Definition of handicapping

Modification of the rules and/or scoring of a game to enable players of variable abilities to compete on a more even playing field. Examples of handicapping include spotting balls and giving games on the wire to an opponent. In league play, other forms of handicapping include awarding compensating points to a lesser-skilled team, or using numerical player ranking systems to adjust final scores between opponents of different skill levels.

24 Random Essential Billiards Terms

Alternate name for the cue ball.
In carom billiards games, a term for the opponent's cue ball, which for the shooting player is another object ball along with the red.
A bank shot is when the shooter (player) bounces the cue ball or the object ball (after it is hit by the cue ball) off a rail in an attempt to make the shot. A successful bank shot will result in sinking the object ball or a defense that will make it very difficult for the opponent to attempt their shot.
Same as angle of reflection.
Carambole billiards is a French billiards game involving two cue balls and a single red object ball. The purpose of carambole billiards is to obtain points by contacting the object ball and the opponent's cue ball in the same shot.
Also known as Free-stroking. This is slang for when a player begins to play untroubled and relaxed because they have built up a substantial lead.
This is the raised portion on the side of the table; the cushions are essentially rubber bumpers covered in the table cloth.
A specific way of holding the shaft in your hand. The closed hand bridge is a hand bridge where the index finger wraps over the cue stick for control.
A game that basically cannot be lost based on disparity of skill levels; "this game is a lock for him."
An unintentional and often barely perceptible curve imparted to the path of the cue ball from the use of english without a level cue. Not to be confused with a swerve shot.
The Union Mondiale de Billard (French for World Union of Billiards) is the world governing body for carom (carambole) billiard games. The organization was founded in Madrid, Spain on 1 June 1959, and is dedicated to promoting the modern carom billiards games. The UMB monitors and controls international carom competitions and tournaments, and organizes an annual World Three-cushion Billiards Championship.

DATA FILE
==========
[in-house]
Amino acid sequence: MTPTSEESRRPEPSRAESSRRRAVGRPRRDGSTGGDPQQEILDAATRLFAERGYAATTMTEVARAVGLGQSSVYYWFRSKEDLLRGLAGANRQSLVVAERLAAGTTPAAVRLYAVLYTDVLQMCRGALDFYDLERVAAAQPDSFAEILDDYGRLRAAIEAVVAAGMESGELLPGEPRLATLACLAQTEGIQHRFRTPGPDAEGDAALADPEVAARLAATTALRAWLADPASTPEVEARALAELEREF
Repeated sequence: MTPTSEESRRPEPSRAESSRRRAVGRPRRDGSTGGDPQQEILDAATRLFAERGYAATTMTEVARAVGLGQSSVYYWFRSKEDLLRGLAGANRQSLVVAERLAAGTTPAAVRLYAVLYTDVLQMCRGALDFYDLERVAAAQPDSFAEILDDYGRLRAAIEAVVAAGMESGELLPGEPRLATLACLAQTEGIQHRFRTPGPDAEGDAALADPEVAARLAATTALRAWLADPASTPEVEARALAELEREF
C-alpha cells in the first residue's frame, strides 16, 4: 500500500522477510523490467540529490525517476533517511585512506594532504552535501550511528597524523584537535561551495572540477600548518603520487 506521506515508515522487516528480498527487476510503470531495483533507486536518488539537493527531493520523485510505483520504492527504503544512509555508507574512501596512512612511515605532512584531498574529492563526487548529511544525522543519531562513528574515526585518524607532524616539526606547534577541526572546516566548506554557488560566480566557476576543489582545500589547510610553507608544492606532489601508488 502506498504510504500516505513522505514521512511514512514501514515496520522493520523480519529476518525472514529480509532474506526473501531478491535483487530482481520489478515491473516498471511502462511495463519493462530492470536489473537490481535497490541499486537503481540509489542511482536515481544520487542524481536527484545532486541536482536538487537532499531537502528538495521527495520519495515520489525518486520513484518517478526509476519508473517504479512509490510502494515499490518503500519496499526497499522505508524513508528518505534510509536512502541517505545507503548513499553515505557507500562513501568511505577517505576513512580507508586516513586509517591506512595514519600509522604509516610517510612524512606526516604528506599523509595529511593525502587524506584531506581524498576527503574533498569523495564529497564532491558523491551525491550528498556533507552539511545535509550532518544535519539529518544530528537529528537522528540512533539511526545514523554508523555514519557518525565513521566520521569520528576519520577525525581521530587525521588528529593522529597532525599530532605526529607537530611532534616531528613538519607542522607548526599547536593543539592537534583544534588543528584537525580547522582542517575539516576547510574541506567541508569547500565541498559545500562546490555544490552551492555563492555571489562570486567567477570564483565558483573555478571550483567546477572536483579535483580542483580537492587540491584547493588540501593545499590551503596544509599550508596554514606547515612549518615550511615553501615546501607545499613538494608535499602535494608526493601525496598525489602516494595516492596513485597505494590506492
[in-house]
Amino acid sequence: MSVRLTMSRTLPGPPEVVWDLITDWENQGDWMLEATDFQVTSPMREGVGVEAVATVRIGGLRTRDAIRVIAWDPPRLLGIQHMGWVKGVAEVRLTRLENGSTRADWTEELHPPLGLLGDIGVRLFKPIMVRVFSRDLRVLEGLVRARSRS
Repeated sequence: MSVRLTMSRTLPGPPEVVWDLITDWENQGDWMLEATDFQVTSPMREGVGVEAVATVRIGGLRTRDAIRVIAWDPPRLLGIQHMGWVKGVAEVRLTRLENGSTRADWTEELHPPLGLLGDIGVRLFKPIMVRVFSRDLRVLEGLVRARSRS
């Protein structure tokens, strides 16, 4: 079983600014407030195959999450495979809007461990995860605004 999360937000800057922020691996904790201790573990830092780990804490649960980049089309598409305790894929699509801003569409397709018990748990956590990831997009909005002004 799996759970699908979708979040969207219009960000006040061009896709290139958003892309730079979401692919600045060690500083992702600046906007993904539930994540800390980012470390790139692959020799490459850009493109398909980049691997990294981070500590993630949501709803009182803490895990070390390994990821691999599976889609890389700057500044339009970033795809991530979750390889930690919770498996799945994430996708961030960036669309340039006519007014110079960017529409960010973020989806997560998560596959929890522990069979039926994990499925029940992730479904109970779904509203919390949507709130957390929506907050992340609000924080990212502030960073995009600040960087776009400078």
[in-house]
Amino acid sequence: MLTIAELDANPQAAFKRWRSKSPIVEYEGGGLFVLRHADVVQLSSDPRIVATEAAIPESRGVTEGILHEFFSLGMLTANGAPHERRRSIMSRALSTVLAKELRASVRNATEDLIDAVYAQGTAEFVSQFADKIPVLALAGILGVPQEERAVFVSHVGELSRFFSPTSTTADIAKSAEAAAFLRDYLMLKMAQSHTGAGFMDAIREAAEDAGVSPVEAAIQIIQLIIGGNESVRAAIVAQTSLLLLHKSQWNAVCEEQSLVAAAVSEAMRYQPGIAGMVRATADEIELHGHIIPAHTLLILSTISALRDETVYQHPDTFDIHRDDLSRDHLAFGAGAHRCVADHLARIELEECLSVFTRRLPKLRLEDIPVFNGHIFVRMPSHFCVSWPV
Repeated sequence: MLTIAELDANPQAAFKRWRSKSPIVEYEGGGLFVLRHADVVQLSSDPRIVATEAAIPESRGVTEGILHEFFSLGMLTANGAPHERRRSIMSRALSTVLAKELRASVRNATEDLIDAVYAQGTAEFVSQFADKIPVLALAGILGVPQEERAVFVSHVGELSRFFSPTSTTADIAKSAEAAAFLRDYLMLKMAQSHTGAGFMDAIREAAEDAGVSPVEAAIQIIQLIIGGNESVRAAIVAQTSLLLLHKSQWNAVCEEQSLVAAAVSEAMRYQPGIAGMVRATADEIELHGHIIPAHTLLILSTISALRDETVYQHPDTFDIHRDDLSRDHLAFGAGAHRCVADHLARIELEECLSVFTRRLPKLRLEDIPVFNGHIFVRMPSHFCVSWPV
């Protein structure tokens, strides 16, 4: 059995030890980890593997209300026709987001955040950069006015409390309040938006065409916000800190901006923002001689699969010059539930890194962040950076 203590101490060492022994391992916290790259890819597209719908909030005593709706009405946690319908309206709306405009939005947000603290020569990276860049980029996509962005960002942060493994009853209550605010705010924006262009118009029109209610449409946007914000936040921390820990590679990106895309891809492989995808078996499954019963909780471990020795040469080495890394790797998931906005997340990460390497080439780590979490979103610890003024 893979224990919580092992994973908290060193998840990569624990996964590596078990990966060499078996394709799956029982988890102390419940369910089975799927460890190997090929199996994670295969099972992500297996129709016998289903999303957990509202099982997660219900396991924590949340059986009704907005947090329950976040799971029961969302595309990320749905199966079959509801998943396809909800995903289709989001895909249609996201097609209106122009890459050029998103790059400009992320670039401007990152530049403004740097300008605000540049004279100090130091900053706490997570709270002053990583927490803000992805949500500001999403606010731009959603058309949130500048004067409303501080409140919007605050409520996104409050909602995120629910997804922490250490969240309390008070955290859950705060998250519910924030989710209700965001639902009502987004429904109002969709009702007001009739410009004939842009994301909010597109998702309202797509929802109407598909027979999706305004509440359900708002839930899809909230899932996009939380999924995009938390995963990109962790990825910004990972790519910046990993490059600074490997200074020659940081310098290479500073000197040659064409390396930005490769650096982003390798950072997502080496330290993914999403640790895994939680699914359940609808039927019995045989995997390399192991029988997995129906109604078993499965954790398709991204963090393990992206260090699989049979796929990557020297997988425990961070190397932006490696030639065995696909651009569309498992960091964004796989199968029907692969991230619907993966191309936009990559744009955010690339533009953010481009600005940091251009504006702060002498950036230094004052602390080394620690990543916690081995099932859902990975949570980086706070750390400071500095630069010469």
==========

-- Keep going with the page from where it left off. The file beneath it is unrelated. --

This is to use running english or soft speed in order to open up the angle on a particular bank shot.
This word is used as slang to define a player as amateur or recreational.
The rules played in a particular venue not necessarily in comportment with official rules, or with common local bar pool custom.
A pool table where two shims have been placed on the sides of each pocket (in the jaws beneath the cloth), making the pockets "tighter" (smaller). Such tables are "tougher" than unshimmed or single-shimmed tables.
In APA, once a player has received at least 10 scores in a format, they will have established their skill level. Their established skill level can go up or down depending on their perdformance and is clculated by the APA's Equalizer Handicap System.
Also lady's aid or girly stick. A denigrating term for the mechanical bridge.
The effect of shooting regulation-weight object balls with an old-fashioned over-weight bar table cue ball, such that the cue ball moves forward to occupy (sometimes only temporarily), or go beyond, the original position of the object ball, even on a draw or stop shot, because the mass of the cue ball exceeds that of the object ball. Players who understand smash-through well can use it intentionally for position play, such as to nudge other object balls nearby the target ball. Smash-through also makes it dangerous in bar pool (when equipped with such a cue ball) to pocket straight-on ducks with a stop shot instead of by cheating the pocket because of the likelihood of scratching the cue ball.
Also winner. A shot in which the cue ball is used to pot another ball. In snooker and most pool games doing this is known as potting, pocketing or sinking the targeted ball. The term derives from this hazard winning the player points, while losing hazards cost the player points, in early forms of billiards. Whether the ball is an object ball or an opponent's cue ball depends upon the type of game (some have two cue balls). The move will score points in most (but not all) games in which hazards (as such) apply, such as English billiards (in which a "red winner" is the potting of the red ball and a "white winner" the potting of the opponent's cue ball, each worth a different amount of points).
A defensive action taken when a player either has no "makeable" or "high percentage" shot or chooses to leave his opponent in a difficult situation. It is a legal shot and is not considered to be dirty pool. A safety must still conform with the rule concerning hitting the correct ball first and striking a rail afterwards. If a correct ball is accidentally pocketed while playing safe, the shooter must continue to shoot.
This refers to a shot that is not banked, does not hit a rail and goes into the pocket without contacting any other balls on the table.
This is the state after which the person returning the break has had the opportunity to catch and even the field after the breakers advantage.
A shot where the cue ball must hit the object ball so as to make it travel out of a straight line, at a different angle, toward its destination.
American Cuemakers Association. This organization was formed in 1992 to help bring value to the development and advancement of cues in the United states.
This is a blemish added to the table in order to help execute a shot; these marks are not allowed and result in a foul.